REVIEW: Hamilton Jazzmaster Auto Chrono
Given the fact that I’ve been a big fan of various Hamilton models since I came aboard here at WWR, it’s a little surprising (at least, it was to me) that we’ve never actually done a hands-on review of one of their watches. That changes today.
Today, we’ll be looking at their newest model, the Jazzmaster Auto Chrono (ref. H32596751); if you recall, I did an overview post on this particular model about a month ago (more on that here). This presents (to my eye) as a dressier option. Perhaps not a fully formal watch with the chronograph feature, but it works well with a suit or in the office.
Of course, with the 42mm case being much thicker than you have in the other Jazzmaster models, this also reinforces that this could be considered a more casual take on a dress watch. Or, look at it this way – if you really like the size of your diver, but need something dressier, this is where you need to look.
The case is that size, not just to be big, but to house the movement. As we noted in the overview last month, this is housing a modified version of the Valjoux 7750; those modifications include:
- The spiral has been glittered to increase accuracy and stability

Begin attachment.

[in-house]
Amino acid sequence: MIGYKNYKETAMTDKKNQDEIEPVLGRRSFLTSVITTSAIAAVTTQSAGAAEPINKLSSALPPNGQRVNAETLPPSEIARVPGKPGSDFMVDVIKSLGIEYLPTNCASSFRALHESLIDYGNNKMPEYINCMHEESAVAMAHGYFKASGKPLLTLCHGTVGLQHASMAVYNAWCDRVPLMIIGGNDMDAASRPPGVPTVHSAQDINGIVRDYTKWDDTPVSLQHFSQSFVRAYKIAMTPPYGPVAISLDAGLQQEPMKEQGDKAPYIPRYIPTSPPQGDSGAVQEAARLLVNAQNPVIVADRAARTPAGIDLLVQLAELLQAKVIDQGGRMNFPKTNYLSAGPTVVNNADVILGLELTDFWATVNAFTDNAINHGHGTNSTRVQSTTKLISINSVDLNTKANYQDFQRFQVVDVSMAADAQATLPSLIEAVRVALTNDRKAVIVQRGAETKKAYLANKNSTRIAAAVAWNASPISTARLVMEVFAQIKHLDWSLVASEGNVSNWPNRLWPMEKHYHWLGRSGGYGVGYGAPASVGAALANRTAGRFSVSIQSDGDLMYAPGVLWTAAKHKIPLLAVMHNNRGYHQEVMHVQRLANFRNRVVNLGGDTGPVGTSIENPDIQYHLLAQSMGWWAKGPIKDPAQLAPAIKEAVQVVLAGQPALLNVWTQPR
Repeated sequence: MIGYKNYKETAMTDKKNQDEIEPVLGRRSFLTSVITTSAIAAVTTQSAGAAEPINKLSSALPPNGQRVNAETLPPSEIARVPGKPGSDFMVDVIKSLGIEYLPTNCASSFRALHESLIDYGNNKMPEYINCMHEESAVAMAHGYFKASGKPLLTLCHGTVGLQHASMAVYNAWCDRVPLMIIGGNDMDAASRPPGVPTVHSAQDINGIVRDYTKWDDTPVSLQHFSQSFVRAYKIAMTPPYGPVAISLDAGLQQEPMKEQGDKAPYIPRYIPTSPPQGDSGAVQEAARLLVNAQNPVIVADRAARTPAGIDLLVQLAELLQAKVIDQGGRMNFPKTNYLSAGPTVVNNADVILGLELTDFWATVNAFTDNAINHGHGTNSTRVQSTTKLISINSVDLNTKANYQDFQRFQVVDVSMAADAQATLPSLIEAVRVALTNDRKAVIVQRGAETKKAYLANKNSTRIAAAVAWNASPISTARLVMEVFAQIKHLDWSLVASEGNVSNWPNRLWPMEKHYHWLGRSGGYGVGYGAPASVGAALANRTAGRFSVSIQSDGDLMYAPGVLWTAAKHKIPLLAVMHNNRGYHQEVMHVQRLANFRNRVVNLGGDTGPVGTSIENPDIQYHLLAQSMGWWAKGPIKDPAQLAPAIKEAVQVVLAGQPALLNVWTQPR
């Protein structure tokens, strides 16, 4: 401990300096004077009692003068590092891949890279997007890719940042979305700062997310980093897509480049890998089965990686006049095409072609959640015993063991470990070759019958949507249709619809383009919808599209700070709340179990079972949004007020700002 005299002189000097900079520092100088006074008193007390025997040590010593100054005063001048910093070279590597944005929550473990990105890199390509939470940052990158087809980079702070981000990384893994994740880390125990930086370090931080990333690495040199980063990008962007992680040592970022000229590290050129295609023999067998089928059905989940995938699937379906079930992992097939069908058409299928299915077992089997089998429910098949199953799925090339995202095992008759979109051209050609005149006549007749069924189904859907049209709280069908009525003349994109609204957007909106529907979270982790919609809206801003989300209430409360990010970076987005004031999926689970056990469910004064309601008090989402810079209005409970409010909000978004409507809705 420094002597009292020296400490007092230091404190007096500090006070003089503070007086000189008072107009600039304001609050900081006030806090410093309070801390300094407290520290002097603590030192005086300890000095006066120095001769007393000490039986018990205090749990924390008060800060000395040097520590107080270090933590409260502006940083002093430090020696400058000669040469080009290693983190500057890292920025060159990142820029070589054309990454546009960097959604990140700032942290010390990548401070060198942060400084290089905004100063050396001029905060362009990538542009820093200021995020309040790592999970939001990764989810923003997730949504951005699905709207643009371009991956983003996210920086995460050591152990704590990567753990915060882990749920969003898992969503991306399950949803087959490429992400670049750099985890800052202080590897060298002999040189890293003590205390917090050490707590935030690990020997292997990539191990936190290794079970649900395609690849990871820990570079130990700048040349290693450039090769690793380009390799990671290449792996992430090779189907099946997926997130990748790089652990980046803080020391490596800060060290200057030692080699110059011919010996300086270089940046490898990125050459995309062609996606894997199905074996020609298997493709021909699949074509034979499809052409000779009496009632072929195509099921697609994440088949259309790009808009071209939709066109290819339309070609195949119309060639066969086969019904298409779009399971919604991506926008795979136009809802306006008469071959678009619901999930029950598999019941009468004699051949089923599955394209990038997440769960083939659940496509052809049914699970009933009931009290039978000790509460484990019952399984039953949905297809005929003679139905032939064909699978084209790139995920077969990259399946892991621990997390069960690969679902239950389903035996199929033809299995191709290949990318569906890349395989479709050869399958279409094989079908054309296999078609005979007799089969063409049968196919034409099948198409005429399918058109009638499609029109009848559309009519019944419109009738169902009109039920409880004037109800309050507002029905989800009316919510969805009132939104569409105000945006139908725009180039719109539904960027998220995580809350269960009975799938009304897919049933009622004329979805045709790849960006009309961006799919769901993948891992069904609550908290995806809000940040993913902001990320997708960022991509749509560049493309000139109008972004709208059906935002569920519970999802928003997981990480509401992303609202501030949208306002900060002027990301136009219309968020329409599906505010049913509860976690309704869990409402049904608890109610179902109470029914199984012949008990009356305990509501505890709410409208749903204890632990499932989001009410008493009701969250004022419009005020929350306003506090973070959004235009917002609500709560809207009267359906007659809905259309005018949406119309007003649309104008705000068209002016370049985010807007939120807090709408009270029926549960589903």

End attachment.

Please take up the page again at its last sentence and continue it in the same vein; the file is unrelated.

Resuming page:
- The mainspring is longer to increase power reserve up to 60 hours.
- The automatic device bridge has been personalized with a unique H pattern.
This is what gets the movement denoted as the cal. H21, and of course provides the chronograph functionality, as well as the three-hander and date readouts. From my limited time with the piece, both the time and chronograph worked superbly. I should also note, this is one of, if not the, most freely spinning rotor I’ve experienced in an automatic. This is a good thing, as it means the smallest motions can wind the watch, and it takes special care in the assembly (and components) to allow this free movement.
In terms of presence on the wrist, it’s a chameleon of sorts. On one hand, with the almost monochromatic color pallete, this watch can blend in and manage to not draw attention to itself. On the flip side of that coin, when the light catches the dial in the right way, it really brings out the texture, as well as the polished indices.
Combined with the middle-of-the-road diameter (not too big, not too small), this is a watch that will work for just about any situation. Might want to swap out that 22mm croc pattern strap for more casual settings, but that’s a minor thing to handle. That said, with pricing right around $2,000, you’ll definitely want to have this be as flexible as possible.
Yes, that is not what most of us consider affordable, or an impulse buy. If you can save up for it, though. you’re getting an excellent movement housed in a watch that follows the design aesthetic mirrored in the rest of the Jazzmaster collection, all in a watch created specifically to commemorate Hamilton’s 120th anniversary.
For me, I like the watch and what it represents, even with it being outside of my personal watch budget. If you’re like me, you’ll probably want to check out the rest of the Jazzmaster line, as there are a lot of pieces that have similar design cues at some more affordable price points.